33 C
City of Banjul
Tuesday, November 24, 2020

2 US ambassadors to Gambia among 60 black ex-envoys condemning injustice in US

- Advertisement -

The Association of Black American Ambassadors (ABAA) has issued a statement identifying itself “with people of conscience around the world, in mourning the brutal deaths” of George Floyd, Ahmed Arbery, Breonna Taylor and other unarmed Black Americans.

The ABAA statement read: “We offer our prayers and condolences to the Floyd, Arbery and Taylor families and for all those unjustly killed, wounded or detained. ABAA condemns the actions that led to the death of George Floyd, which once again bring attention to the longstanding systemic and systematic discrimination against Black people. Equally, the ABAA censures and renounces the mindset and actions borne of racism, sexism and anti-immigrant attitudes that risk making it acceptable to take innocent lives which is antithetical to American and international human rights law. We believe it is time for all people of conscience to voice their opposition to legally sanctioned violence; it is tarnishing America’s image at home and abroad.

- Advertisement -

“The members of the ABAA have represented American foreign policy and American values in Washington and in US embassies and consulates around the world under both Republican and Democratic presidents and secretaries of State. Throughout our service, calling on host governments to uphold their commitments under the UN Charter and their own laws was a fundamental duty we took seriously. Most of us have left the active diplomatic service, but as individuals and an organisation, we have always been and remain committed to human rights, justice, and equity. We oppose all forms of racism and discrimination.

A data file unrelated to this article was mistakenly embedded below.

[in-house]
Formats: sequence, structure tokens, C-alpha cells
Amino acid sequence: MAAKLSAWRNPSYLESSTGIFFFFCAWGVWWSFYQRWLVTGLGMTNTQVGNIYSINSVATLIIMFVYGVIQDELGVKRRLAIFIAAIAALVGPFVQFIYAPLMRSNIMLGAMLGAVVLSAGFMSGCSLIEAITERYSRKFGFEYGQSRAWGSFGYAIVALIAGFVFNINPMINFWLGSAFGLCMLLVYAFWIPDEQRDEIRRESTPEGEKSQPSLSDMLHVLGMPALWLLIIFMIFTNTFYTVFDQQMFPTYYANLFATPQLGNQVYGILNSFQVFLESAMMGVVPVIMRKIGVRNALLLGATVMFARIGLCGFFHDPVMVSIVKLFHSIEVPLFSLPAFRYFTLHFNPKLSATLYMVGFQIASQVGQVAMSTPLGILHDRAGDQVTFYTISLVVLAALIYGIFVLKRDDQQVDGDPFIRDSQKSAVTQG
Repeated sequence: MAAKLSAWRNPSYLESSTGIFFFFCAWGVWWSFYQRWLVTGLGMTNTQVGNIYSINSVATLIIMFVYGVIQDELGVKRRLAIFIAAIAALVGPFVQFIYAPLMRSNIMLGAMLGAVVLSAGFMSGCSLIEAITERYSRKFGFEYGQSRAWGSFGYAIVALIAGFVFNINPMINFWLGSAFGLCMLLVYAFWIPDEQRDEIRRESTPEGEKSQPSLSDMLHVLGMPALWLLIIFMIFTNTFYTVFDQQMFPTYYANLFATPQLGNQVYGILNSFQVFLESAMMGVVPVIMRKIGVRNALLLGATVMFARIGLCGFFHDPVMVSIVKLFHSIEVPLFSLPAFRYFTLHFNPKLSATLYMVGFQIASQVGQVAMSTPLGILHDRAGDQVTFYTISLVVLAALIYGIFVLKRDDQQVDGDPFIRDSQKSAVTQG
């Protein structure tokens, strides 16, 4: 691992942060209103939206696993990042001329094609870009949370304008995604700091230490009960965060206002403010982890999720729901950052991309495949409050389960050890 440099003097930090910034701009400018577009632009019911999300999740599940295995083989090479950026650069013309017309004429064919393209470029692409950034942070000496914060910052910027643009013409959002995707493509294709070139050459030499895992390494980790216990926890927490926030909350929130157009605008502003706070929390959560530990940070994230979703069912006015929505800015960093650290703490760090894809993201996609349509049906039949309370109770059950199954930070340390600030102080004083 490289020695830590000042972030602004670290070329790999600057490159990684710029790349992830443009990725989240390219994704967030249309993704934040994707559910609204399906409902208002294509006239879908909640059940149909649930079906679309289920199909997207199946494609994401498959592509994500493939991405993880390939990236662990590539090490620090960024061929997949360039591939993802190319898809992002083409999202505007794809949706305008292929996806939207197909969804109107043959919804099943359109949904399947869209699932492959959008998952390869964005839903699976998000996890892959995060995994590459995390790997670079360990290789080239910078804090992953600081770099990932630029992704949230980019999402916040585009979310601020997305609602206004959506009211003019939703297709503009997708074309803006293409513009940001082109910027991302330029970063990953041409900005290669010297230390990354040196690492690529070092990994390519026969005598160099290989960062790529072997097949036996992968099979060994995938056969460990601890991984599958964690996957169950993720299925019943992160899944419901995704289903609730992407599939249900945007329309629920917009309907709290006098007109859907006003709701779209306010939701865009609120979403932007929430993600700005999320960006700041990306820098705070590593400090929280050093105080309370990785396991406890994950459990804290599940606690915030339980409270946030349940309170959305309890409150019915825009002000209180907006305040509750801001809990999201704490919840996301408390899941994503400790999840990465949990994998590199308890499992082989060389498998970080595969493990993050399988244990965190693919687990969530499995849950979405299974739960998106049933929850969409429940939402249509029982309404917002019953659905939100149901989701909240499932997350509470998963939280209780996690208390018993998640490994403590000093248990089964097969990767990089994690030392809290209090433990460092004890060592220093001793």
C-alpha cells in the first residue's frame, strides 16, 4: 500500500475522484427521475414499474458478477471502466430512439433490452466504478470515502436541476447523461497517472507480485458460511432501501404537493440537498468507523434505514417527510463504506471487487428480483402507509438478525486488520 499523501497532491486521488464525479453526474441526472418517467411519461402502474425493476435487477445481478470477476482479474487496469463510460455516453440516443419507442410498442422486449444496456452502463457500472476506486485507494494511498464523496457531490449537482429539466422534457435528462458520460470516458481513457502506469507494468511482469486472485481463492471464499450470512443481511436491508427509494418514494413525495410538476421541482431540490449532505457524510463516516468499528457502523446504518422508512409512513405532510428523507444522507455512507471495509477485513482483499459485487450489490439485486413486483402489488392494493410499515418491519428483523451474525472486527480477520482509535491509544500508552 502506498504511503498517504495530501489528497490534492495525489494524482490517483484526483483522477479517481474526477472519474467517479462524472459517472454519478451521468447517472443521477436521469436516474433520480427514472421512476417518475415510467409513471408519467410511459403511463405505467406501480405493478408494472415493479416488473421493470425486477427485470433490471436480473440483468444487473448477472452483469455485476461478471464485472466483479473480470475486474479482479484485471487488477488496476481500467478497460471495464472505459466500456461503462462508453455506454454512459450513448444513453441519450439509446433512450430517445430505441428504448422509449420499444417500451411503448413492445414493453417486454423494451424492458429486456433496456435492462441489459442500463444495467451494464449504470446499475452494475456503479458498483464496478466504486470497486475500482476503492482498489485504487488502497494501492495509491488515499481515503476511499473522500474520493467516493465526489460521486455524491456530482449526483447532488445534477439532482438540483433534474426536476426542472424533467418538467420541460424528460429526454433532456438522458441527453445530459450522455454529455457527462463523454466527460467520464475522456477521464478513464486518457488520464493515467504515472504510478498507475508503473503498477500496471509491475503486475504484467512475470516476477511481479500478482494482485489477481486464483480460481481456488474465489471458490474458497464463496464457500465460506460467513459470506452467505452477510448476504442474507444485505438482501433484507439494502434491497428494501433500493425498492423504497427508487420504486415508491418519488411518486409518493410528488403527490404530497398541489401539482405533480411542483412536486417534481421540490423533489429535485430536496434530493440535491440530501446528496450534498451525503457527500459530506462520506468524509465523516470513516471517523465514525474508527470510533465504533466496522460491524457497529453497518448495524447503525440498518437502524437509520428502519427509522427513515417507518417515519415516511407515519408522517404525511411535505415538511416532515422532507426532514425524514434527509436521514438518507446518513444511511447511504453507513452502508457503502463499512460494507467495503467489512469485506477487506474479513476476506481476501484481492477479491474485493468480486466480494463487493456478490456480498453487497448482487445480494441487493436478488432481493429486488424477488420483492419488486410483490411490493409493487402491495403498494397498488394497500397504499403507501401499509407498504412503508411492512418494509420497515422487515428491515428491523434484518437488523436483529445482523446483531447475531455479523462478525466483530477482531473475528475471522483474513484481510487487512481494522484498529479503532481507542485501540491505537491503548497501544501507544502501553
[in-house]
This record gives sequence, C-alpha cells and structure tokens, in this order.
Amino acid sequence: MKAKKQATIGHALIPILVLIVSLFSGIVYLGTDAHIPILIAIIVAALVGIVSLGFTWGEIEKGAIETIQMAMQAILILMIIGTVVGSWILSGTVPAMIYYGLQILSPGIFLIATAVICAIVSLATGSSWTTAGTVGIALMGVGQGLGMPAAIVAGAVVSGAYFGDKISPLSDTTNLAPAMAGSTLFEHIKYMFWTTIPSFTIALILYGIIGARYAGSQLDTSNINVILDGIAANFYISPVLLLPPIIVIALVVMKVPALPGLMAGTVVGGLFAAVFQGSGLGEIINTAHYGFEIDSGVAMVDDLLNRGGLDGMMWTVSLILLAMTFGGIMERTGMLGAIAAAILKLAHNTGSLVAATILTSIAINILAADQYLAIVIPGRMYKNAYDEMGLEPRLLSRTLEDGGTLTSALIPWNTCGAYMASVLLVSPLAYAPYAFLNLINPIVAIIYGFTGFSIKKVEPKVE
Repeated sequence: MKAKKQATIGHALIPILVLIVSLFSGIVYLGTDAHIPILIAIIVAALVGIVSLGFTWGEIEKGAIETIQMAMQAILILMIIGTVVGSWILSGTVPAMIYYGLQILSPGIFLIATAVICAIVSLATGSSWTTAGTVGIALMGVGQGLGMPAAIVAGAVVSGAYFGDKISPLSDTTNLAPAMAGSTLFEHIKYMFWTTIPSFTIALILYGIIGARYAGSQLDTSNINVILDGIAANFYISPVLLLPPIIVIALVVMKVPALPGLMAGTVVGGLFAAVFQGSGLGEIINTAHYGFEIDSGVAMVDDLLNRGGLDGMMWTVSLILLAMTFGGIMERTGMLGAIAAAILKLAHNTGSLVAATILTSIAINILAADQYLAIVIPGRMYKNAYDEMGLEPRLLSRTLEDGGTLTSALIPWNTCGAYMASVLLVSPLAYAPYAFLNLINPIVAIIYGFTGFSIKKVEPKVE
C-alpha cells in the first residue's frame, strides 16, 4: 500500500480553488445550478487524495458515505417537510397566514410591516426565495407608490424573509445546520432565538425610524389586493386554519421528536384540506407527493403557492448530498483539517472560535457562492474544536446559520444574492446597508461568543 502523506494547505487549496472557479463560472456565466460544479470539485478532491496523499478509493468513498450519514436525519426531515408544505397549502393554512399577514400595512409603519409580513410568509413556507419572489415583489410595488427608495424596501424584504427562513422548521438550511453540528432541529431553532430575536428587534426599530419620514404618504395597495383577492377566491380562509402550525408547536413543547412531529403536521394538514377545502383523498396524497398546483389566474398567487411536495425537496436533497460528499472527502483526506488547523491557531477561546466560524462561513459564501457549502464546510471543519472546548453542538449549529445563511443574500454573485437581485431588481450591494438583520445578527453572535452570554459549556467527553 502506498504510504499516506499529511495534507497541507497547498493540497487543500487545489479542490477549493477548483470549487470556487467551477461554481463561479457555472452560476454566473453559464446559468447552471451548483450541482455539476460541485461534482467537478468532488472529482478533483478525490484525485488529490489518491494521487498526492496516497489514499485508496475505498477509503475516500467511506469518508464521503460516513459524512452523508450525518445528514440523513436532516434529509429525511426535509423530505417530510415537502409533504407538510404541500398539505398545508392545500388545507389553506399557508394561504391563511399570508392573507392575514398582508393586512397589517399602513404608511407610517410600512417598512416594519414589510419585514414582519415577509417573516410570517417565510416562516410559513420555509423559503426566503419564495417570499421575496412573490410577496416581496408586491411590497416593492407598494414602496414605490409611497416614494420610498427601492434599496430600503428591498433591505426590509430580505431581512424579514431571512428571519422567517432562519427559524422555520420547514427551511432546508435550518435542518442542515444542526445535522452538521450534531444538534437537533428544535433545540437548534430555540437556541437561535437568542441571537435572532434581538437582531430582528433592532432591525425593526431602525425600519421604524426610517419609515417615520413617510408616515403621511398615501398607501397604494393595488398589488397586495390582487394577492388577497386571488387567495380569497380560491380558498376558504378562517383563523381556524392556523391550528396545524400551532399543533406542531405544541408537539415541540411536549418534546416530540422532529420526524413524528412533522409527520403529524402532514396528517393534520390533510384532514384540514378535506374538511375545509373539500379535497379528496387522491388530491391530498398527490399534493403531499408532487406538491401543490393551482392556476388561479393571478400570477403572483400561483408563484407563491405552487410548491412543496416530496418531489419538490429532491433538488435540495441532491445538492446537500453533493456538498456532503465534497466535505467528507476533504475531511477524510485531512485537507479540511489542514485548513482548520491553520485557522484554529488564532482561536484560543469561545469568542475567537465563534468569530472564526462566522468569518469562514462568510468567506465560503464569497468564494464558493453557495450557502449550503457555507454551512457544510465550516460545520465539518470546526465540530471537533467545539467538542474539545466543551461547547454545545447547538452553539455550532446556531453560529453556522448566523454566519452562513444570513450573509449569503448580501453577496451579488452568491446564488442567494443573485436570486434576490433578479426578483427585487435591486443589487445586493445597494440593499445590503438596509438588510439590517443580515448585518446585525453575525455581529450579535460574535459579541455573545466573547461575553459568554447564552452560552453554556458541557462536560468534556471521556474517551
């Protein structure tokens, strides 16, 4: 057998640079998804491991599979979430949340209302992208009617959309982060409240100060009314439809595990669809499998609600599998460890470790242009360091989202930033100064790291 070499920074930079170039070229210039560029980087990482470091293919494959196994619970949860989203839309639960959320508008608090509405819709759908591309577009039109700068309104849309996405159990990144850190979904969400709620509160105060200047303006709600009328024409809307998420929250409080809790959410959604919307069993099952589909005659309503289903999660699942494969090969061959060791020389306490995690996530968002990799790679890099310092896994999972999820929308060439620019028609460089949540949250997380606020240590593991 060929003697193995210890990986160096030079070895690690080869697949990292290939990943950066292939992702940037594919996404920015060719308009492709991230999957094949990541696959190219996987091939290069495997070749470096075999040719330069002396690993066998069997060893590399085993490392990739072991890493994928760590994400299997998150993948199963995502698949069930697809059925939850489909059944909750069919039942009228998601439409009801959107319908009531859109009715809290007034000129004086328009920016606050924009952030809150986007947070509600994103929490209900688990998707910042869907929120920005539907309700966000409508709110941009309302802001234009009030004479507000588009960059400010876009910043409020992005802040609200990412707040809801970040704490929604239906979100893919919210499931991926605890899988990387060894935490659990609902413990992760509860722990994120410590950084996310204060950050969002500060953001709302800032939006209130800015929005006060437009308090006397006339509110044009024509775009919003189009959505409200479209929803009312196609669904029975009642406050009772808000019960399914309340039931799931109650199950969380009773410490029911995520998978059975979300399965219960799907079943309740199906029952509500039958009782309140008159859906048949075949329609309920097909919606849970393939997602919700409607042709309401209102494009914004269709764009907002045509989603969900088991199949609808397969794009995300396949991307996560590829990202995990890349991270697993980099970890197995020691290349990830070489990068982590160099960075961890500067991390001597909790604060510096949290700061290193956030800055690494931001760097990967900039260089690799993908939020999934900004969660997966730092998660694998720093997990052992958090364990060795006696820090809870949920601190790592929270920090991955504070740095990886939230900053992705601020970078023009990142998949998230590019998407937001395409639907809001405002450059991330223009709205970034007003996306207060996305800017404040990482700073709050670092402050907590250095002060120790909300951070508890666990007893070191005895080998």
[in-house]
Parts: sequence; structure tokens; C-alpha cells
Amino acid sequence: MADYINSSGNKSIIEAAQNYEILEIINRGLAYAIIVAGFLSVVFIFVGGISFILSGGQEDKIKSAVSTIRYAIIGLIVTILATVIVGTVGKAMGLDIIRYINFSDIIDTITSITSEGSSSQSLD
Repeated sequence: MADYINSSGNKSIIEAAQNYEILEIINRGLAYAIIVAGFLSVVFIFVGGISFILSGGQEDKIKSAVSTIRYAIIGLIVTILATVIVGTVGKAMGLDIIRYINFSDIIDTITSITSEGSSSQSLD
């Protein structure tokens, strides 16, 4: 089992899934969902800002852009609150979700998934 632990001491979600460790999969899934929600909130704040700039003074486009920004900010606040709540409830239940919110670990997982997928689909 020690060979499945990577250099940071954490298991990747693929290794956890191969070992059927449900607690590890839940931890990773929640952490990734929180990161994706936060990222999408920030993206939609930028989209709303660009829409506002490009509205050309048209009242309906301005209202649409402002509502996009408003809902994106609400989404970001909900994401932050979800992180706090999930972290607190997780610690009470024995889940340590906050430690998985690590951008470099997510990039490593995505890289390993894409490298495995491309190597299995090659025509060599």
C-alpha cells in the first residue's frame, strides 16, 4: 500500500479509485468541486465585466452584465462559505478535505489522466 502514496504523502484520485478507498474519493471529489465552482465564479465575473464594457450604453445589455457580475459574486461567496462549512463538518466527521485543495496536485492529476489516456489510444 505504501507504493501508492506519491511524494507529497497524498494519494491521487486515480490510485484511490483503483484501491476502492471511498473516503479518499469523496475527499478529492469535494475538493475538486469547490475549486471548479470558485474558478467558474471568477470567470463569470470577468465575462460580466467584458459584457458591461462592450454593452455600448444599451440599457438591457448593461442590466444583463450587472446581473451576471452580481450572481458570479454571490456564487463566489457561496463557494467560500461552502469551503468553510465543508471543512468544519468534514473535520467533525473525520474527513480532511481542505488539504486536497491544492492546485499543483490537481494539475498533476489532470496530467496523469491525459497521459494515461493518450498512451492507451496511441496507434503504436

“While acts of violence against unarmed Black citizens are not new, we speak now to express our contempt about ongoing acts of police brutality as well as our society’s stubborn resistance to addressing institutional racism. We spent our careers looking beyond America’s borders, but these shocking events call us to look inward and join with others in opposing discrimination and oppression in all its forms. We join our fellow citizens, brothers and sisters in demanding an end to inhumane police practices; we call for accountability, fairness, transparency, and transformation in our national, state and local institutions, including legal, judicial and law enforcement systems, to prevent future violence of this kind….”

The ABAA members include at least two former US ambassadors to The Gambia, C Pat Alsup and Barry L Wells.
Ms Alsup served as ambassador in Banjul from 8 October 2015 to 18 September 2018. She earlier served as deputy chief of mission at the embassy from 2005 to 2007.
Mr Wells was appointed ambassador on 29 October 2007 until 13 May 2009. He also served as director of the Office of Civil Rights.

- Advertisement -
Join The Conversation
- Advertisment -

Latest Stories

untittd

Quit smoking – A way to reduce the spread of COVID-19...

Globally, more than 47 million COVID-19 cases have now been reported to WHO, and more than 1.2 million people have lost their lives. In...
robert fros

The Road Not Taken

- Advertisment -